Identifies seven object-oriented design patterns (including the singleton, observer, decorator, and factory patterns) that make your development process faster and easier.
- [Voiceover] Hi, I'm Eric Freeman and welcome to Foundations of Programming Design Patterns. - [Voiceover] And I'm Elizabeth Robson. Together, Eric and I will be your tour guides for this course. - [Voiceover] So what are design patterns? They're solutions to common software design problems that occur over and over in software development. - [Voiceover] We'll start by showing you how to dynamically change the behavior of your classes with the strategy, decorator, and state patterns. Then we'll show you how to manage communication between objects with the observer pattern. Next, we'll show you how to manage object creation with the singleton pattern and we'll show you how to encapsulate those aspects of your code that are likely to change with the iterator and factory patterns.
- [Voiceover] I'll start off by giving a broad overview of each design pattern to introduce the concepts and to describe how the pattern works. - [Voiceover] And then I'll dive a little deeper into the pattern and show you how to implement a design in code. This is where you get to see the design patterns in action. - [Voiceover] We've got a lot to cover so let's get started.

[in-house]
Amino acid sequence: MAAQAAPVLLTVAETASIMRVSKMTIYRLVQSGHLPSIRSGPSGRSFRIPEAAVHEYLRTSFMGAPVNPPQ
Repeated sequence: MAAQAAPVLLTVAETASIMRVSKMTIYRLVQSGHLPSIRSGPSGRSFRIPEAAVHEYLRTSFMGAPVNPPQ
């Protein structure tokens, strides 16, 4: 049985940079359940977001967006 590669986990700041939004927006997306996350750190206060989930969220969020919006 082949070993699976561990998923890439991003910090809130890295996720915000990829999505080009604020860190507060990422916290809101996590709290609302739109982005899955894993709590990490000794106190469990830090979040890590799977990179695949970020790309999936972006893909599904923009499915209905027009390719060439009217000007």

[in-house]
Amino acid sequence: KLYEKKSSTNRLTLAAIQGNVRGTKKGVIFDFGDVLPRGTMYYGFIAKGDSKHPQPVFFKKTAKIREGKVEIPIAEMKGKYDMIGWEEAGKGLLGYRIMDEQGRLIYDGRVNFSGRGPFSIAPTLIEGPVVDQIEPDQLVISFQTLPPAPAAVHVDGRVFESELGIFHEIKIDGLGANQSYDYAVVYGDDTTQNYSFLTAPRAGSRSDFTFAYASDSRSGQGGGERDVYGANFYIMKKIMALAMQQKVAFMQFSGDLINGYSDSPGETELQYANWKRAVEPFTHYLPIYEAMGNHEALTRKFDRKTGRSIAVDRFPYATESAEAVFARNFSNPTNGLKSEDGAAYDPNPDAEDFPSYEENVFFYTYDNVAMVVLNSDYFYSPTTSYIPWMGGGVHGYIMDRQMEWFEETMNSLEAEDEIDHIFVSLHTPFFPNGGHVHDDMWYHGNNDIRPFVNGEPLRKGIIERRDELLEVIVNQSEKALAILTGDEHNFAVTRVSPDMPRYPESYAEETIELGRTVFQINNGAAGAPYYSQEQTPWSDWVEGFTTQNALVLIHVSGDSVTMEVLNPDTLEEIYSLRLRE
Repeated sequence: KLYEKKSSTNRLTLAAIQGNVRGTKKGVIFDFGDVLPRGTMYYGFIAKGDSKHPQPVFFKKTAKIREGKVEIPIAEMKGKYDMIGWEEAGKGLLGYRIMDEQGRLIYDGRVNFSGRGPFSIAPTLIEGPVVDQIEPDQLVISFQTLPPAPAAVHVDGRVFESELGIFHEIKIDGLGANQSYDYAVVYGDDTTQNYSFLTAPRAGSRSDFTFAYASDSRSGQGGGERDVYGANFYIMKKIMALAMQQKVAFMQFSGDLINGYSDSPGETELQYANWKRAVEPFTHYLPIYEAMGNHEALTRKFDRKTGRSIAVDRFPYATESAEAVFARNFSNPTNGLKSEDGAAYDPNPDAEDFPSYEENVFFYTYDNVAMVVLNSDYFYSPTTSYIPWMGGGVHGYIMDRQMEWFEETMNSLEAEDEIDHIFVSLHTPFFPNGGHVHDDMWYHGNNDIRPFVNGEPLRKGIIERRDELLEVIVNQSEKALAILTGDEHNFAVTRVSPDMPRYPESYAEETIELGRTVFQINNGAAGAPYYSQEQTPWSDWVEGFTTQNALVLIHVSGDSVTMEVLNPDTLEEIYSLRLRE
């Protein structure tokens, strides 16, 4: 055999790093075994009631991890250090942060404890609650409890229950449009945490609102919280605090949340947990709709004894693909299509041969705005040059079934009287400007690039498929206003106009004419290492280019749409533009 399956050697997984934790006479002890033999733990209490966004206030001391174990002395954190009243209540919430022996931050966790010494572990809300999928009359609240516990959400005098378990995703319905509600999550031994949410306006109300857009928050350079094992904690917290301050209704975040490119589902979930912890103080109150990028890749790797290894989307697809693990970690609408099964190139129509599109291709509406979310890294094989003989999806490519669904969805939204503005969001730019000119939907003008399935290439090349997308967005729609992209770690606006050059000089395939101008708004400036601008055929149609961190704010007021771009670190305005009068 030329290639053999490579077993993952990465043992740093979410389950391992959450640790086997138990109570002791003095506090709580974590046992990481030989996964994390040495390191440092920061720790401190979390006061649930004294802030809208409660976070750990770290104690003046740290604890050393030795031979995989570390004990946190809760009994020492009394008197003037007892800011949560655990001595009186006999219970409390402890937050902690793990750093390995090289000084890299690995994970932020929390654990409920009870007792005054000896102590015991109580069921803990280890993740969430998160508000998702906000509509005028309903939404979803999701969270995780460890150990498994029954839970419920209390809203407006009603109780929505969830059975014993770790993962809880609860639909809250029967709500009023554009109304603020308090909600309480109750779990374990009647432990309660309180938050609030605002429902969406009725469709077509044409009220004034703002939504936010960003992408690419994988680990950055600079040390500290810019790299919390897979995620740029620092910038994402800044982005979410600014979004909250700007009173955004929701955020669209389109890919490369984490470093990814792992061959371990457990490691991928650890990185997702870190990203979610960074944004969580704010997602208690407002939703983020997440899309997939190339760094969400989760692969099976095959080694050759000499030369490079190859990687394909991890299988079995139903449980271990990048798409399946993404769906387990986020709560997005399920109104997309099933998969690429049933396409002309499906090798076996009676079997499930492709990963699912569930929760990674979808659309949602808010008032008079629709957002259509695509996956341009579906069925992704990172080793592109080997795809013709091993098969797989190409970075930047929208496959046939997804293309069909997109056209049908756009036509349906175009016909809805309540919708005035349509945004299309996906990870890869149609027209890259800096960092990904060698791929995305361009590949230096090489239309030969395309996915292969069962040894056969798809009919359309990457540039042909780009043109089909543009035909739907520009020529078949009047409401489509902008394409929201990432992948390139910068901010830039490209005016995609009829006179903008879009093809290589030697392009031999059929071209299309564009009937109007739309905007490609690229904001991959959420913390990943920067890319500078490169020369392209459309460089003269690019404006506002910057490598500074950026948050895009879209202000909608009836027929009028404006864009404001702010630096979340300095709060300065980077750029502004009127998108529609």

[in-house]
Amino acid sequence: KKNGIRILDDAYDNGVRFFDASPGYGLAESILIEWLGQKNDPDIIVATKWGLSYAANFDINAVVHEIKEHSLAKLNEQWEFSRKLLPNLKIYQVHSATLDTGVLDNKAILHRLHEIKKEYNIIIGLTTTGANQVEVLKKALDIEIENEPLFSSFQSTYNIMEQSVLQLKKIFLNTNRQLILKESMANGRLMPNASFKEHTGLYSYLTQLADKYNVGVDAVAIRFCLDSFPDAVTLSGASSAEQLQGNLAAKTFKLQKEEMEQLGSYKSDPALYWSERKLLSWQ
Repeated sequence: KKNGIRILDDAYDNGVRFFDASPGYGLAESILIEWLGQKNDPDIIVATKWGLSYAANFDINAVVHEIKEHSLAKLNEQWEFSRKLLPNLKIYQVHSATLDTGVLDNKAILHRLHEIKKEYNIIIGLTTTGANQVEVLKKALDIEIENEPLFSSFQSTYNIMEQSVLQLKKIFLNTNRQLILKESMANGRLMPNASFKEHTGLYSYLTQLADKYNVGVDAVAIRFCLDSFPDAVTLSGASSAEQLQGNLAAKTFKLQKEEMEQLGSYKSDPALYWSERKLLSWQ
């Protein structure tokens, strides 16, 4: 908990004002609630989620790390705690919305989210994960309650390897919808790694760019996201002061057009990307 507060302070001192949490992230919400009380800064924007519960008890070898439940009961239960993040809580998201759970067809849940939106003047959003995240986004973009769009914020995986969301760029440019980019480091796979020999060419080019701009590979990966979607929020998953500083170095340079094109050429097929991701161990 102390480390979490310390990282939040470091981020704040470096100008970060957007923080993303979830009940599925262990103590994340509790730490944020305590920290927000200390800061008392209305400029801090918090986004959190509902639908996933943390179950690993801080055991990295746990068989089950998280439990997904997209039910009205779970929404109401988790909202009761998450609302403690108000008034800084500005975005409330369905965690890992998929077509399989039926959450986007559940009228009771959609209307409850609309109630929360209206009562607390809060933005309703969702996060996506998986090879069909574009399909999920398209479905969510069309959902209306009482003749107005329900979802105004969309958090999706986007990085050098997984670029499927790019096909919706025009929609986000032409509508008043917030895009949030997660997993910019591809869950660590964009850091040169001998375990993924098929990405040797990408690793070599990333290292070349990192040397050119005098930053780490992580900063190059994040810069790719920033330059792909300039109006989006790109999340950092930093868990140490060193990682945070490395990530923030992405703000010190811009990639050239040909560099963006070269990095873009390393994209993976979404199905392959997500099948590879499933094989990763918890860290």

- What are design patterns?
- Encapsulating code that varies with the strategy pattern
- Setting behavior dynamically
- Implementing the observer pattern
- Creating chaos with inheritance
- Extending behavior with composition
- Dealing with multithreading and the singleton pattern
- Revising the design for a state machine
- Encapsulating iteration with the collection pattern
- Encapsulating object creation with the factory method pattern
Skill Level Intermediate
Q: How do I import the exercise files in Eclipse?
<div>A: Here are instructions for importing the files: </div> <div> </div> <div>1) Save the download folder as any name you choose, such as DesignPatternsLynda. Place this folder in the default Eclipse project folder (the folder you choose when you start Eclipse). </div> <div>2) Start Eclipse. </div> <div>3) In Eclipse, choose File > New > New Java Project. </div> <div>4) In the first New Project dialog box, use the folder name from step 1 as the project name. Check that the location path matches the default Eclipse project path and the name of the folder. (See NewProject.jpg.)</div> <div><img src="http://files.lynda.com/files/prodfaqs/NewProject.jpg" border="0" alt="" /><br /> </div> <div>5) Click Next. </div> <div>6) In this dialog box, leave all settings as is (see Step2.jpg):</div> <div><img src="http://files.lynda.com/files/prodfaqs/Step2.jpg" border="0" alt="" /><br /> </div> <div>7) Click Finish. </div> <div>8) You should now have a project in Eclipse with the following structure (see EclipseProjectStructure.jpg):</div> <div><img src="http://files.lynda.com/files/prodfaqs/EclipseProjectStructure.jpg" border="0" alt="" /><br /> </div> <div>9) To compile the code, open the folder you want to work with and choose the main class. </div> <div>10) Choose Run > Run As > Java Application.</div>